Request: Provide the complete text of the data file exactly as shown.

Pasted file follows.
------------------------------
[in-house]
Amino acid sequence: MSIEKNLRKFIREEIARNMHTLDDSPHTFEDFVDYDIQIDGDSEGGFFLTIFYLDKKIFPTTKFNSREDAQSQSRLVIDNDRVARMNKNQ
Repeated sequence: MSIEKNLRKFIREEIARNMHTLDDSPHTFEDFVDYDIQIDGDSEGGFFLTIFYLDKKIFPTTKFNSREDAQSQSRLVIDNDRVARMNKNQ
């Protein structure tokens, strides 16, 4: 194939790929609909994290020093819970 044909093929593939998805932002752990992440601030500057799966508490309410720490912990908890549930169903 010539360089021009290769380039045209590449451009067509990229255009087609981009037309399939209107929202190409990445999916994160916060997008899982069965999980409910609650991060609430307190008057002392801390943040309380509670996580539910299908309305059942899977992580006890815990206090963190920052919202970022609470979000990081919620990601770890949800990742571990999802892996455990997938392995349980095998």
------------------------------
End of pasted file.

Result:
[in-house]
Amino acid sequence: MSIEKNLRKFIREEIARNMHTLDDSPHTFEDFVDYDIQIDGDSEGGFFLTIFYLDKKIFPTTKFNSREDAQSQSRLVIDNDRVARMNKNQ
Repeated sequence: MSIEKNLRKFIREEIARNMHTLDDSPHTFEDFVDYDIQIDGDSEGGFFLTIFYLDKKIFPTTKFNSREDAQSQSRLVIDNDRVARMNKNQ
């Protein structure tokens, strides 16, 4: 194939790929609909994290020093819970 044909093929593939998805932002752990992440601030500057799966508490309410720490912990908890549930169903 010539360089021009290769380039045209590449451009067509990229255009087609981009037309399939209107929202190409990445999916994160916060997008899982069965999980409910609650991060609430307190008057002392801390943040309380509670996580539910299908309305059942899977992580006890815990206090963190920052919202970022609470979000990081919620990601770890949800990742571990999802892996455990997938392995349980095998």